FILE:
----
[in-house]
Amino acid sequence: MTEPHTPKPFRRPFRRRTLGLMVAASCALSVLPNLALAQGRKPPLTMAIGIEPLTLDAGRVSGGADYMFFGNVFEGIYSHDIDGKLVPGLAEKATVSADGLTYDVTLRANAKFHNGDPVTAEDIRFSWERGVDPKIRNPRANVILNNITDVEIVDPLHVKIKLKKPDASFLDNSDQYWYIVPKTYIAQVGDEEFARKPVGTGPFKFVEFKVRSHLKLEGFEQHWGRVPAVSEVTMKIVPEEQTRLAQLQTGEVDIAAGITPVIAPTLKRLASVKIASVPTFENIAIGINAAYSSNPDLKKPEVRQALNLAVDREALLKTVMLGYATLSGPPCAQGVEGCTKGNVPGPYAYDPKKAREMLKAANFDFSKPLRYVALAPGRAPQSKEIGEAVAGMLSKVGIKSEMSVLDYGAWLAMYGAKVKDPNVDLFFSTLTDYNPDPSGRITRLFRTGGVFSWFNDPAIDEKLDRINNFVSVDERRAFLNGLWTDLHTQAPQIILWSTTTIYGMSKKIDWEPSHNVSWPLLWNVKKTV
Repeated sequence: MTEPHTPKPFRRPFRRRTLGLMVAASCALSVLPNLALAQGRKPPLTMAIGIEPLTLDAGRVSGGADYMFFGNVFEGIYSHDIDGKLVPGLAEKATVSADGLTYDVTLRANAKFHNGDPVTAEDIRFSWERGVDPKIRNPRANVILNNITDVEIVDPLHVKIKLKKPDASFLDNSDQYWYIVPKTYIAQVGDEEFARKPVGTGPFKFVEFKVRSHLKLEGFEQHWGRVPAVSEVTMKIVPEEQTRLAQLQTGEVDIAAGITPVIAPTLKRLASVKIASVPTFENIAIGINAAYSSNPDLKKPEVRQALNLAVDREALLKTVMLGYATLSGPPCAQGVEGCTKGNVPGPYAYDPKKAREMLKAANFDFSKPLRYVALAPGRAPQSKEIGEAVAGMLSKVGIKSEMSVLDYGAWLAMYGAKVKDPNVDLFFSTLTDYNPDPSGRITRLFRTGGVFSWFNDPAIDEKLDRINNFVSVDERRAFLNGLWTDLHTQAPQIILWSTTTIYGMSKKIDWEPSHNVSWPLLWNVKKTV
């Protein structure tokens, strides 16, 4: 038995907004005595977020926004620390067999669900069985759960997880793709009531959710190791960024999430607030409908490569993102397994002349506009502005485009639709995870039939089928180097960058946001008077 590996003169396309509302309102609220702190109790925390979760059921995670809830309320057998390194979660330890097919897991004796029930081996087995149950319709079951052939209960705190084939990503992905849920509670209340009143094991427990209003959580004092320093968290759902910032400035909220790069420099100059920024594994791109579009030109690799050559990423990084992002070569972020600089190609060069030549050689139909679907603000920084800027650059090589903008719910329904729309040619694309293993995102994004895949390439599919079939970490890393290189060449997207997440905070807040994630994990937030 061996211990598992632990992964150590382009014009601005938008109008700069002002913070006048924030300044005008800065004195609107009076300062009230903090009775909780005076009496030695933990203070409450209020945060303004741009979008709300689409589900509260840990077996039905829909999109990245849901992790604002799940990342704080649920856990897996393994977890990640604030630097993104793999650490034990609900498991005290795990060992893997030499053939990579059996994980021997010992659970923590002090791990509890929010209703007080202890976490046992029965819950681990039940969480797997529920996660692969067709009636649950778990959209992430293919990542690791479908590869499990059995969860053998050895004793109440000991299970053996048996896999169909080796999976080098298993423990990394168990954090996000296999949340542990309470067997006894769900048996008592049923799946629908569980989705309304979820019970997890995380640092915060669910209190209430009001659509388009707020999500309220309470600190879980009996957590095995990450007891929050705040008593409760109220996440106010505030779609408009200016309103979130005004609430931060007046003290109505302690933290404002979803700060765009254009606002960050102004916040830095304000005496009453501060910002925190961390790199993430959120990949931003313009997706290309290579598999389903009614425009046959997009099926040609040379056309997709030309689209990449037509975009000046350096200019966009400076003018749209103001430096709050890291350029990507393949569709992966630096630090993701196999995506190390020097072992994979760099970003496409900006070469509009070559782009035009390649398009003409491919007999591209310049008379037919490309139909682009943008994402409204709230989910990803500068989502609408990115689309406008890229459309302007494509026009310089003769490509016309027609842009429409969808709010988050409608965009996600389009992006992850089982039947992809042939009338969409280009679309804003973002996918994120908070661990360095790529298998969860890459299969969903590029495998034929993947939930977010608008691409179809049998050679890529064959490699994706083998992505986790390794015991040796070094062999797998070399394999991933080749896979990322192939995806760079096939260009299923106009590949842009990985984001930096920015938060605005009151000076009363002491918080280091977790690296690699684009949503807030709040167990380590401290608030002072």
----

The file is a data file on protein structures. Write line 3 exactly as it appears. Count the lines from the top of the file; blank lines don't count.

Repeated sequence: MTEPHTPKPFRRPFRRRTLGLMVAASCALSVLPNLALAQGRKPPLTMAIGIEPLTLDAGRVSGGADYMFFGNVFEGIYSHDIDGKLVPGLAEKATVSADGLTYDVTLRANAKFHNGDPVTAEDIRFSWERGVDPKIRNPRANVILNNITDVEIVDPLHVKIKLKKPDASFLDNSDQYWYIVPKTYIAQVGDEEFARKPVGTGPFKFVEFKVRSHLKLEGFEQHWGRVPAVSEVTMKIVPEEQTRLAQLQTGEVDIAAGITPVIAPTLKRLASVKIASVPTFENIAIGINAAYSSNPDLKKPEVRQALNLAVDREALLKTVMLGYATLSGPPCAQGVEGCTKGNVPGPYAYDPKKAREMLKAANFDFSKPLRYVALAPGRAPQSKEIGEAVAGMLSKVGIKSEMSVLDYGAWLAMYGAKVKDPNVDLFFSTLTDYNPDPSGRITRLFRTGGVFSWFNDPAIDEKLDRINNFVSVDERRAFLNGLWTDLHTQAPQIILWSTTTIYGMSKKIDWEPSHNVSWPLLWNVKKTV